Posts Tagged ‘Niobrara chalk’

A Rare Find

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My son was stationed at Fort Riley, and took my husband and I fossil hunting in the Niobrara Chalk of Kansas in October of 2003.

The chalk formed from an inland sea that divided North America during the age of dinosaurs.

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This is my husband. We found jaws, teeth and bones either sticking out of the chalk and laying about.

Keith had told me that if I found anything good that was embedded in the chalk, to leave my fossil bag by it, and come and get him. Otherwise I’d never find the fossils again. (Besides, I had no idea how to safely remove fossils from the chalk.)

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Luckily, he told me that, otherwise I definitely wouldn’t have found these 31 vertebrae again. The chalk had eroded down enough to completely separate them from it.

(The biggest one measures an inch in diameter.)

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What makes them so rare is that they’re shark vertebrae.

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 Shark vertebrae are made of cartilage, not bone, and are rarely preserved.


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When I went to find Keith, I found him 15 feet high on a small ledge cutting out a protosphyraena  fin (swordfish). Obviously, I had to wait until he was done.

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Later after cleaning the fossil and reshaping the chalk, he gave it to me on Christmas. The fin measures 11 1/2 inches long. It’s now displayed on a bookcase in my living room.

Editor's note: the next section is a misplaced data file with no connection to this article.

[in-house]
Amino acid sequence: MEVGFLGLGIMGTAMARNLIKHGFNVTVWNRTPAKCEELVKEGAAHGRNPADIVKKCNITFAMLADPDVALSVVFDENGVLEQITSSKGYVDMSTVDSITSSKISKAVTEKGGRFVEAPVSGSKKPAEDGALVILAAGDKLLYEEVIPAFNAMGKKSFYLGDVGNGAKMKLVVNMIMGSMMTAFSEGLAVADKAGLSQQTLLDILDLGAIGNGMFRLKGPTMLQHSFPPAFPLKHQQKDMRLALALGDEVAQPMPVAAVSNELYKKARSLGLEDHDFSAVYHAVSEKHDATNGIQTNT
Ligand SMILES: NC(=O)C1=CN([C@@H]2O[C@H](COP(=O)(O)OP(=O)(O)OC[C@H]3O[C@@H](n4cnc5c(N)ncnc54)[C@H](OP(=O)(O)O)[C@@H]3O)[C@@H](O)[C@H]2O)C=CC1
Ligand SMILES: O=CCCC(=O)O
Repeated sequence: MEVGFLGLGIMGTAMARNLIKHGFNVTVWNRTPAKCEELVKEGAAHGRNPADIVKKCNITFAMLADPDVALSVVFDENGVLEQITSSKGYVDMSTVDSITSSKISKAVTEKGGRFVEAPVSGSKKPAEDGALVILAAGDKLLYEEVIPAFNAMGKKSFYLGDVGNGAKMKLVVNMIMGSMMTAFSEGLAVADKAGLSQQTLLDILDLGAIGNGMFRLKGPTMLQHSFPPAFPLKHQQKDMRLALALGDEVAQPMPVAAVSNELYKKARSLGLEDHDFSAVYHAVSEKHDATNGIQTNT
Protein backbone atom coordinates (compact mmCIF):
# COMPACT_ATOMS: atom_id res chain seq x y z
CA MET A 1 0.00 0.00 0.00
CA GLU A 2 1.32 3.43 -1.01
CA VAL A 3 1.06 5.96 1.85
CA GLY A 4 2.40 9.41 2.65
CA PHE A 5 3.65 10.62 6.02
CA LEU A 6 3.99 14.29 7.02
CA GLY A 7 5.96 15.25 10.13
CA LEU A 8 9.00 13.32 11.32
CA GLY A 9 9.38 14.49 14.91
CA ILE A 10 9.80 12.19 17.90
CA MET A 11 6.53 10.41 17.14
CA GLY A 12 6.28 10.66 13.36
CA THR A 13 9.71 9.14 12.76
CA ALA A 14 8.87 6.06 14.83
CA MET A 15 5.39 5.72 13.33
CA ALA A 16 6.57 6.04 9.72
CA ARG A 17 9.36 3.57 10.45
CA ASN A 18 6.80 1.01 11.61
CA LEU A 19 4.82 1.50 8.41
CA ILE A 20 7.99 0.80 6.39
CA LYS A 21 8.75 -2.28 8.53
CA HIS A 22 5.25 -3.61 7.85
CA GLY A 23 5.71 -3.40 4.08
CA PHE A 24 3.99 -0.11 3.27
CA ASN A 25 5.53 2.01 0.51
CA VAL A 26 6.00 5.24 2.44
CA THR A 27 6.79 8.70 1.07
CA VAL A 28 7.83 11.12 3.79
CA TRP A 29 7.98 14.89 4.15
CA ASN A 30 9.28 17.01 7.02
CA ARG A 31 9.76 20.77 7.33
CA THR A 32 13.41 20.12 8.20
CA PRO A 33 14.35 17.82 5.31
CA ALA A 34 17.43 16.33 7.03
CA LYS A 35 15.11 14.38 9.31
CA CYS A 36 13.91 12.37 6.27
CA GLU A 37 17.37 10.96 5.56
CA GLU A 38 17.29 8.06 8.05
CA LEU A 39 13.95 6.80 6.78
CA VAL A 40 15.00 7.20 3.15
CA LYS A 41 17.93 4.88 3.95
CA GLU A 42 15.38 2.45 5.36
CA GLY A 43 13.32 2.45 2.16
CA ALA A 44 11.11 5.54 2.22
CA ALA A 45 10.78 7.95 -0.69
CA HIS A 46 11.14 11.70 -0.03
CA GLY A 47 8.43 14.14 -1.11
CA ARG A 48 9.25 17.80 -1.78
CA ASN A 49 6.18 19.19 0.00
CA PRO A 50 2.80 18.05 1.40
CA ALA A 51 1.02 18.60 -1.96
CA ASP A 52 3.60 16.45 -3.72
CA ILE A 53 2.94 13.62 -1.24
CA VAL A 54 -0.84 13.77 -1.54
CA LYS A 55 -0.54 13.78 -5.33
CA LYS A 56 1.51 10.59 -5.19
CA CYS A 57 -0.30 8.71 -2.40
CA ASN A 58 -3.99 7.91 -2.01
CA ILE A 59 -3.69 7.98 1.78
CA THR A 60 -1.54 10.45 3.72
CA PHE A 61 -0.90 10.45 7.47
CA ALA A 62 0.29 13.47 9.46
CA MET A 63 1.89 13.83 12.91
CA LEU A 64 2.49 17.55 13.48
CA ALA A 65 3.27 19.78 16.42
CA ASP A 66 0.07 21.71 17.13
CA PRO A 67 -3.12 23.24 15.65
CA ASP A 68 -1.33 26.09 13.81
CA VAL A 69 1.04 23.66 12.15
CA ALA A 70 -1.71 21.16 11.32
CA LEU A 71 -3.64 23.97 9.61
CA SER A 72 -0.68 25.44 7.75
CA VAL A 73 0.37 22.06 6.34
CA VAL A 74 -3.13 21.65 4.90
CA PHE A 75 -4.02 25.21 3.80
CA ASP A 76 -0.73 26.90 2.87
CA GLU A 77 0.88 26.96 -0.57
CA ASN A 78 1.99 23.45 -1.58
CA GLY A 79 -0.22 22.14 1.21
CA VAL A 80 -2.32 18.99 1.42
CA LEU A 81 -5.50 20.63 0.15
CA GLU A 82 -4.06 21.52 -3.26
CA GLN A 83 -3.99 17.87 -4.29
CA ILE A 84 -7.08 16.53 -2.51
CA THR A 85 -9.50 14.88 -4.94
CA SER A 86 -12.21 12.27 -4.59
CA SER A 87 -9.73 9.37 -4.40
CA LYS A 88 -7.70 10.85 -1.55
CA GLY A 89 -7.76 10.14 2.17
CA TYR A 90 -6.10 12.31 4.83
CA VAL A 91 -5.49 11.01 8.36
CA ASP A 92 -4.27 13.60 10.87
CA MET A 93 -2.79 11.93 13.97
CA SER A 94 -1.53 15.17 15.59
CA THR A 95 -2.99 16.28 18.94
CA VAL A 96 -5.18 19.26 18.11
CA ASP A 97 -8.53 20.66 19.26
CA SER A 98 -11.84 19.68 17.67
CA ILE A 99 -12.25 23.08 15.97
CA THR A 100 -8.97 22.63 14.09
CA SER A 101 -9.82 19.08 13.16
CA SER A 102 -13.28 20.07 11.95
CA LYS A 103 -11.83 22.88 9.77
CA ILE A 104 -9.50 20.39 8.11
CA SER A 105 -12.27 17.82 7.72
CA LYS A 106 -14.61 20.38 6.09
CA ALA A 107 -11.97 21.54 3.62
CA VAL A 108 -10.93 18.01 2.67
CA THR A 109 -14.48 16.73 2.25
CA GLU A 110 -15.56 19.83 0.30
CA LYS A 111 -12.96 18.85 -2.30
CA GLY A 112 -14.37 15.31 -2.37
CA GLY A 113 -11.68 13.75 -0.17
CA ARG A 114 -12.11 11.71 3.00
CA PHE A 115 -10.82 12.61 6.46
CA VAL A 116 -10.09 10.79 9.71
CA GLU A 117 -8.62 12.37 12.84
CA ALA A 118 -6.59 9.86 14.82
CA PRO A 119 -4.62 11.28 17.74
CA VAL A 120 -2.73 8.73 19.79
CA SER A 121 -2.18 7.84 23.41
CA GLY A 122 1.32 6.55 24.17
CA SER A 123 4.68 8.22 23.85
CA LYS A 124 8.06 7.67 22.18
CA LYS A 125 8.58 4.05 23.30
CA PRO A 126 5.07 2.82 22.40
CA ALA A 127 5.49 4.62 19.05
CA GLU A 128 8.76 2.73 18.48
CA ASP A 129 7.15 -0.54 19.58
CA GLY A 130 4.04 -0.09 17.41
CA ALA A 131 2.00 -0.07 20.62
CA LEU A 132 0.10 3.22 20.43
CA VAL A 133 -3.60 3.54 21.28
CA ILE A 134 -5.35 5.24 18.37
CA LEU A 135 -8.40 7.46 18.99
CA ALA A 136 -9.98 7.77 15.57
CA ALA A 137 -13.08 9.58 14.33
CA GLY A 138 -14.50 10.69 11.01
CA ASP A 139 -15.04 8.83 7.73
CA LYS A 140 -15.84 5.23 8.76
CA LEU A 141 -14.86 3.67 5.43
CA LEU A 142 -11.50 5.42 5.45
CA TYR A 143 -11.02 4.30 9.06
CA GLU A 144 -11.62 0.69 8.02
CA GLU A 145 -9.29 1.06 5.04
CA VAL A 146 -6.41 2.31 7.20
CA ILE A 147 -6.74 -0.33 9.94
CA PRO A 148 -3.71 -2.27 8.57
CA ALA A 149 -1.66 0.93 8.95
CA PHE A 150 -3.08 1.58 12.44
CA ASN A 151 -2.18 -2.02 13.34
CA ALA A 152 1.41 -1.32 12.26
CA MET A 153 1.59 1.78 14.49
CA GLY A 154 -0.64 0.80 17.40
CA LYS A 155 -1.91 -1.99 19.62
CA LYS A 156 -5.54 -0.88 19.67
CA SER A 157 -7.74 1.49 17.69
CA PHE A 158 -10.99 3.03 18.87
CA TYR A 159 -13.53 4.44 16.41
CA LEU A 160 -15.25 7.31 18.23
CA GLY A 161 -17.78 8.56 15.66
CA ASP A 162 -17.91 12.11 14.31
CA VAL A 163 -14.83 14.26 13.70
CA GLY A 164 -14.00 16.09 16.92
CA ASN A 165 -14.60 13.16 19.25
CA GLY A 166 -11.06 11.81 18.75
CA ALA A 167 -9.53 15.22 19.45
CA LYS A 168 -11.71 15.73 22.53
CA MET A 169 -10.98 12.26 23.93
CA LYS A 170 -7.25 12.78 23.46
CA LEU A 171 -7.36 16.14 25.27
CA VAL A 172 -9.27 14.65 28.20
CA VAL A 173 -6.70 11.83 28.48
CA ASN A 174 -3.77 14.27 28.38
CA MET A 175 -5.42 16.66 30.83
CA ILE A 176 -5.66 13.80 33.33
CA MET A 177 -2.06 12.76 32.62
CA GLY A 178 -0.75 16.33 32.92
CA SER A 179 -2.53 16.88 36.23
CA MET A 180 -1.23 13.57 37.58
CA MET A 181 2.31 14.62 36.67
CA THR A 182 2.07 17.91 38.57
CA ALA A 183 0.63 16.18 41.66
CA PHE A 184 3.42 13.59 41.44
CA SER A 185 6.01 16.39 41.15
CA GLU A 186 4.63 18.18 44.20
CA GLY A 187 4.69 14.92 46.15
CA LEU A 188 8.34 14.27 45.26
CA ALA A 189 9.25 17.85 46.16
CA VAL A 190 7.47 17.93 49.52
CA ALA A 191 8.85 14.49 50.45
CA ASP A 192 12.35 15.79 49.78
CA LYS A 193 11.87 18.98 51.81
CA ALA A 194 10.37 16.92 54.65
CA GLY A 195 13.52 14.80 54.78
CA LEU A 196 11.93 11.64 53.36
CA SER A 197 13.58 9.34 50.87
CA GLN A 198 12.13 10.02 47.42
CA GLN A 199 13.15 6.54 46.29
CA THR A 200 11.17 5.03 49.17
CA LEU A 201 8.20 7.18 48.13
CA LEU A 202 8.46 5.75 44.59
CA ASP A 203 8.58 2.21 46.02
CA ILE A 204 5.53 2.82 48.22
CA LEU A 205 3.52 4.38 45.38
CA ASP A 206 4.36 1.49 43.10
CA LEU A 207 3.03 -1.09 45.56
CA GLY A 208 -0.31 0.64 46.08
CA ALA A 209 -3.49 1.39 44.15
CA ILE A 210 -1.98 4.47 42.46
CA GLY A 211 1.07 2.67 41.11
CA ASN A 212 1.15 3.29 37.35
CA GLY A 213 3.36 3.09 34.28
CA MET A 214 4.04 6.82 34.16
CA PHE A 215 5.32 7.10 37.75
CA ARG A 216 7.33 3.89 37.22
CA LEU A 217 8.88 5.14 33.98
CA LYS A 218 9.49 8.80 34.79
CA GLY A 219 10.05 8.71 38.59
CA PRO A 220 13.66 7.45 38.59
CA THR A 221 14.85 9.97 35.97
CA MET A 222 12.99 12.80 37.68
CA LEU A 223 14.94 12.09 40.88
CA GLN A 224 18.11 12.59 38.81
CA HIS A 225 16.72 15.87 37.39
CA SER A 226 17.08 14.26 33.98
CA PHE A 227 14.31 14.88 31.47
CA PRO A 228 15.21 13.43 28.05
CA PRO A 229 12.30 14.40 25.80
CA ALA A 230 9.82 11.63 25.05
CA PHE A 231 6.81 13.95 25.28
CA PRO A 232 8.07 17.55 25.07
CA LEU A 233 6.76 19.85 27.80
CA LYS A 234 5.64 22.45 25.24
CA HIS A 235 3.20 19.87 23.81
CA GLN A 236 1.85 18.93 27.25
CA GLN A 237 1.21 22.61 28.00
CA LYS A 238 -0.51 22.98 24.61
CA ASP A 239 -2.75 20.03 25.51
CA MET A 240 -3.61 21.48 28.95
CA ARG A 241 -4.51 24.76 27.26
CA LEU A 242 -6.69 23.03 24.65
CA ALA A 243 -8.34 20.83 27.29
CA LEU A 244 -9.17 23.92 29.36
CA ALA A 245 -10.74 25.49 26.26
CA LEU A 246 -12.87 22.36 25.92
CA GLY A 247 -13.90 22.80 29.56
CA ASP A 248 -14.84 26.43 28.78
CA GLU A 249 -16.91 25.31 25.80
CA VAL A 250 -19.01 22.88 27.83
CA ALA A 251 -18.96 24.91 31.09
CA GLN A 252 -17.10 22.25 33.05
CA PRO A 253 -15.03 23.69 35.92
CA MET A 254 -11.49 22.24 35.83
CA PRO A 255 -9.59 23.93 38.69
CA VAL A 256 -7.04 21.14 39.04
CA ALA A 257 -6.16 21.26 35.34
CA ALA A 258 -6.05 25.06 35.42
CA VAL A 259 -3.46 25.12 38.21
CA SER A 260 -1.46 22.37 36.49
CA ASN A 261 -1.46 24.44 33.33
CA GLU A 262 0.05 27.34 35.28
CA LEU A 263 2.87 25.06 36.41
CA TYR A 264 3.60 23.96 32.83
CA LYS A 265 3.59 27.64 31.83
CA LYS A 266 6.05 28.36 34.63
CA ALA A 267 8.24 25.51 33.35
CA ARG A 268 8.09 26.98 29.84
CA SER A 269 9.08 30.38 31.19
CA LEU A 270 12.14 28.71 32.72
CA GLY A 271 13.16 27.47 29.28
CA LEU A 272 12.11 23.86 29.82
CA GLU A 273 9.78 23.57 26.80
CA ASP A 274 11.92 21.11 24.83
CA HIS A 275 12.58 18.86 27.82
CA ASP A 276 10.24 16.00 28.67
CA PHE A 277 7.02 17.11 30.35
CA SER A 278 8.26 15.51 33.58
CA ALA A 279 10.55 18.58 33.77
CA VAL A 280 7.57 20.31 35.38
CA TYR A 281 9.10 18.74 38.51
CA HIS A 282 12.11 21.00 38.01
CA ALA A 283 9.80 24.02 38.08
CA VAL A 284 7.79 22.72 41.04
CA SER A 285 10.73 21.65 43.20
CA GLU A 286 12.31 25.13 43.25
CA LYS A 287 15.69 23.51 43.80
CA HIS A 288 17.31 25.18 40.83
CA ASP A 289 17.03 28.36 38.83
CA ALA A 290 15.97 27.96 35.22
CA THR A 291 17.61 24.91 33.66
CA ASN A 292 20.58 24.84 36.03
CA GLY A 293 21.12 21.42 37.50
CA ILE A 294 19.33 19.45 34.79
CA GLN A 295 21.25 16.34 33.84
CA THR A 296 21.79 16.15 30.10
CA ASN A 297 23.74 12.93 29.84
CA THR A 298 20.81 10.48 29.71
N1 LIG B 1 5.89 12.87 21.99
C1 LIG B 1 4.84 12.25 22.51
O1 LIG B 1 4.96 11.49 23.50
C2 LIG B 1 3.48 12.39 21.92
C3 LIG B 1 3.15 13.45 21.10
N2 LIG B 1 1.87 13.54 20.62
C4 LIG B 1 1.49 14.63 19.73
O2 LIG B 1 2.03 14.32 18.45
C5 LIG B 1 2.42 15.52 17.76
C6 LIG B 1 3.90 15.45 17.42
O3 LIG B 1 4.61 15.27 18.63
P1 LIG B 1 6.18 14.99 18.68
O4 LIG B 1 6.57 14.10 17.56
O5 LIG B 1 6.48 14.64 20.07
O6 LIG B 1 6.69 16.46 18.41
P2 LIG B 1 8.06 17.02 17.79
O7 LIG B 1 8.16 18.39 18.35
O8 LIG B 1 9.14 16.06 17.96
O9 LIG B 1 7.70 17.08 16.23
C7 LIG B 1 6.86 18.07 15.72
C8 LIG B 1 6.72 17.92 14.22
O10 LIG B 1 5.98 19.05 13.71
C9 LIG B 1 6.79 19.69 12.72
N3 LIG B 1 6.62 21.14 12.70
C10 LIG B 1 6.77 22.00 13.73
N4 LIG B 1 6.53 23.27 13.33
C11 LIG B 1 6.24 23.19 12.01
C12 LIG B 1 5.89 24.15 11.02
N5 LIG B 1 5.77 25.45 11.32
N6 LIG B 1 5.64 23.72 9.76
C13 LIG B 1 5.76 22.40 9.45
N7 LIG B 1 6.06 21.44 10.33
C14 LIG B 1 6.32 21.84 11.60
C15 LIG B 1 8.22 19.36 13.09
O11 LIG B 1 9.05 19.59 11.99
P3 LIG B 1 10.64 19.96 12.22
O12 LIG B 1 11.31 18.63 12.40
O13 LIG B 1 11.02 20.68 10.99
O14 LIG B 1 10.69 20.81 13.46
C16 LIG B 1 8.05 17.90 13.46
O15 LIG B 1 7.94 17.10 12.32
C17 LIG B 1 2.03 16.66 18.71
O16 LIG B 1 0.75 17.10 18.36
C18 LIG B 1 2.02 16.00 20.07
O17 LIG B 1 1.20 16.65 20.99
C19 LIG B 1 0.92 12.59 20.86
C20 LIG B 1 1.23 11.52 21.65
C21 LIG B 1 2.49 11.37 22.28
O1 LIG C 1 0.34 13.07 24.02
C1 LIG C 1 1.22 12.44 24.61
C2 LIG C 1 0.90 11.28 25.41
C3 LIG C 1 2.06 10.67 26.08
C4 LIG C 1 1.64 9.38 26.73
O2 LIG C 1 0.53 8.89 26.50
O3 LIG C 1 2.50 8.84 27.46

Anyone wanting more information on the chalk and fossils of Kansas might visit:


 for protosphyraena:


A Fossilized What?

A fossilized what?

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Yes, two fossilized pearls from the Niobrara chalk of western Kansas. My son found them and gave them to me. The small one measures 4 mm diameter and the larger 8 mm.

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Giant clams lived in the inland sea that divided north America during the age of the dinosaurs. They grew to five feet in diameter.

The small one on the right measures 11 x 9 inches and the piece of a larger one 7 x 15 inches.

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Oysters crowded together on the giant clams.

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Fossilized clams and oysters are common. Fossilized pearls are rare.

What A Story

If these fossilized vertebrae could talk ….

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 I found these mosasaur vertebrae in the Niobrara chalk of western Kansas in October 2003.

My oldest son, Keith, was stationed at Fort Riley at the time, and took my husband and I fossil hunting.

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 The Niobrara chalk formed from an inland sea that divided North America during the age of dinosaurs.  Mosasaurs were marine lizards that lived during the late Cretaceous Period. They grew to  59 feet long.

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Mike Everhart joined us for two days and looked over my finds for the trip. Keith had identified these vertebrae for me. Mike told me that a shark bit them off,  and that they were partially digested.

I can’t imagine life in an ancient sea during the time of dinosaurs.

I do know I’d rather visit it in my imagination.


Mike has an extensive website, Oceans of Kansas, and here’s the link to its page on mosasaurs.